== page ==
“Living is art. Breathing and heart beating is music. Seeing is painting the world with our eyes. Touching is sculpting the shape of everything. Life is the most intense art of all.”
One of my Adventure goals was to experience as many beautiful things as possible as I travel through Europe. And wowzers have I been blessed to bask in the presence of so much beauty. My eyes have seen incredible sculptures, paintings and architecture. My ears have heard world-class musical performances. It seems everything I look at or hear is touched by the Art Gods. I’m in awe of the talented artists that can create something outside themselves which connects and speaks to another person. It’s practically a super power when that connection occurs across time and space.
I’ve written at length about my love of music and its role in my grief recovery. So, brace yourself, this post will focus on art and poetry.
I’ve found it fascinating how art, music, and poetry have the healing power to express the words the grieving heart can’t. I first heard about art therapy from the cancer clinic. They hosted regular art therapy sessions for patients and their families. We never attended any. But the idea lodged in the nooks and crannies of my gray matter, and resurfaced on my spring trip to Europe. It was there I met Art Therapist (and talented writer) Jennifer Clissold. We discussed the value of creating art and the role that creation plays in the healing process. Jennifer insists that artistic ability is not required for this. It’s the experience of creating and letting yourself go that is important.
I sometimes wonder if my newfound passion for art and poetry is because I spent so long drowning in the ugliness of cancer and grief. Perhaps some of the world’s most beautiful art was someone else’s therapy. Maybe their artistic genius was in their ability to share their pain. Maybe we respond so strongly because they’ve made us feel that somewhere, somewhen, someone tapped into our souls and knew what we were feeling. What if their art is their message in a bottle that tells us we are not alone in this thing called life?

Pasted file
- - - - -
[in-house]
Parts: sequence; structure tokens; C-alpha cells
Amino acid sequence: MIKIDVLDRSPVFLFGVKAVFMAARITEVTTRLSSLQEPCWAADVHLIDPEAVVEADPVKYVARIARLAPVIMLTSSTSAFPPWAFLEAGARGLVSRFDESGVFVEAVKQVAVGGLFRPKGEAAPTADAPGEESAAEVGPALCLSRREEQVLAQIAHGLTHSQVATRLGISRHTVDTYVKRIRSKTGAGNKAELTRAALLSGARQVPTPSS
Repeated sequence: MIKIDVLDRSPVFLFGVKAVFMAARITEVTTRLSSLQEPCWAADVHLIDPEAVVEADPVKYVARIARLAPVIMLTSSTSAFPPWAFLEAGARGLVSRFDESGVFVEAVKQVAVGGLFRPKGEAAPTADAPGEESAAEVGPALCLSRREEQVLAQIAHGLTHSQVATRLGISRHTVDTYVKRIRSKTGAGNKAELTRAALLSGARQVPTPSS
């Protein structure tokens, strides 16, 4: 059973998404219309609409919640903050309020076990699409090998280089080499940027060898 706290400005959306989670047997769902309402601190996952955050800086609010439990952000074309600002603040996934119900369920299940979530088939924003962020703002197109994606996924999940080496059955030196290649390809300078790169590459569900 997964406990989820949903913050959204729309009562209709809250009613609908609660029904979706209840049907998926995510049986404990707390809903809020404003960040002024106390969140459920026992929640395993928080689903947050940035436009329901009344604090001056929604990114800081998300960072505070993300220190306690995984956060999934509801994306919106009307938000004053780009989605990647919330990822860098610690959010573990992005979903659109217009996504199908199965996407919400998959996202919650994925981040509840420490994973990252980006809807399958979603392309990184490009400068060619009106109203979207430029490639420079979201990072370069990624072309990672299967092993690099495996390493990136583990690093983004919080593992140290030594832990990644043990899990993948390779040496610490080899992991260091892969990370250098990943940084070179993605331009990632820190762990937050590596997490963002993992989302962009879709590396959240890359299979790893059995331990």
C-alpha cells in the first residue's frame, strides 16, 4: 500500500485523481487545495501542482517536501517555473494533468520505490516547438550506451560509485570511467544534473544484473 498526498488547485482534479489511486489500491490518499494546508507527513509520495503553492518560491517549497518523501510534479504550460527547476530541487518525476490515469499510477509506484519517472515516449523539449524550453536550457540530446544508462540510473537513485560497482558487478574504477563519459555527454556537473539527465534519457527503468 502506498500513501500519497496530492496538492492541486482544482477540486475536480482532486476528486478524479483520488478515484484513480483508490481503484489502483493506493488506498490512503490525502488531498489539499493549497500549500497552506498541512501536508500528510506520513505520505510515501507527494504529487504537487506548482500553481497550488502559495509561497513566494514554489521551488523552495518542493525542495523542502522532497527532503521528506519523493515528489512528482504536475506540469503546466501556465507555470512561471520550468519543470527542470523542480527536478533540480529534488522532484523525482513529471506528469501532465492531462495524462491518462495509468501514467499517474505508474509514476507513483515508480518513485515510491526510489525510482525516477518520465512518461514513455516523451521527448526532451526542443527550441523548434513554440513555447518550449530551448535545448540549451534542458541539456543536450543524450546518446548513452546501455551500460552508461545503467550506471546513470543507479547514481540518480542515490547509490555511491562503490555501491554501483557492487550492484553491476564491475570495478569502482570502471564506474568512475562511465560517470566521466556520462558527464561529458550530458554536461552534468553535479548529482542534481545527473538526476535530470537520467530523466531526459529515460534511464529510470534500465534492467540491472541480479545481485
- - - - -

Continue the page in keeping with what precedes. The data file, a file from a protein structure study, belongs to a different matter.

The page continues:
Finding beauty in art is subjective, no matter the medium or its creator. I’m not an artist, but my camera captures the colors and fleeting moments in time that speak to me. Since losing Dan, I’ve found that I’ve become more sensitive to the art created by others. I’ve collected artwork for years but now discover paintings and photographs that stop me dead in my tracks and can bring me to tears, make me laugh out loud, or just get lost in wonderment.
One of those pieces is this one by my friend and fellow W, Susan Gentile. “I don’t title anything I do,” she told me, “but I did write Loss and Found on the back. For me, it is an artistic expression of my heartbreak, my “blues” and then the rise to having my heart whole again – through a tangle of paths, thoughts, and emotions.”
The art that was always part of her life faded into the background when her husband got sick.
“Then one day, during that first year without Tom, I decided to go to The Boise Art Museum again. I think that small act was a big healing moment for me. It felt normal, comforting and it made me think of something other than Tom, loss, and grief. It reintroduced beauty to my existence.”
Just like her artwork, the words it reintroduced beauty to my existence move me in a way I can’t describe, yet immediately relate to. I kinda want to get stickers made that say this. Then I can put them on all the people, places and things that have brought beauty to my existence. But that would be A LOT of stickers and would get messy. Okay, so maybe that’s not my best idea. Moving on.
Poetry is a new one for me, so please excuse me if I go a little Fan Girl on you. Despite spending most of my college years studying 17th-century prose and poetry, I’d never fallen in love with it the way I have other art mediums. It wasn’t until a friend re-introduced me to poetry earlier this year that I found its real power to inspire, connect and heal. (Thanks for that, Tommy!)
“If a poem hasn’t ripped apart your soul; you haven’t experienced poetry.”
Edgar Allen Poe
I’m awestruck by the poets who wield words the way the masters applied paint to canvas. Each word, like each brush stroke, is powerful unto itself, but magical when combined with the others. Much like the songs stacked in my playlists, or the paintings I’ve collected, these poems have the power to move my soul. There have been many moments in my travels where I’ve said out loud, “I wish I were a poet and could write the words that do justice to the beauty of this place.” (FYI, if you have poet friends and they hear you say this they will challenge you to write. I don’t think my Ode to Single Malt or naughty limericks were quite what they had in mind, but I got that homework assignment completed. Booyah.)
So while creating my own poetry clearly isn’t high on my list, I’ve been blessed to find poets who write the words my heart needs to read. J.M. Storm’s collection, In My Head, was the only hard copy book that made the packing list to come with me on this trip. And, despite having never met, he did manage to get in my head. I found his work shortly before Dan died, and his words carried me through some of the darkest moments of my grief. I’ve written notes and doodles all over the margins and covers. I’ve even jotted other poems I’ve found along the way. I can’t imagine a day without flipping through its pages. (I <3 you Storm!)
And even if all that amazing art, music and poetry has no deeper meaning than pure entertainment, life wouldn’t be worth living without it. Whether you are grieving or not, I wish you an existence full of the beauty, magic and healing that they can bring you.
The Wandering Widow
Live Now. Dream Big. Love Fierce.
Special thanks to Susan Gentile for allowing me to include her thoughts and artwork, and to Jennifer Clissold for her insight on Art Therapy.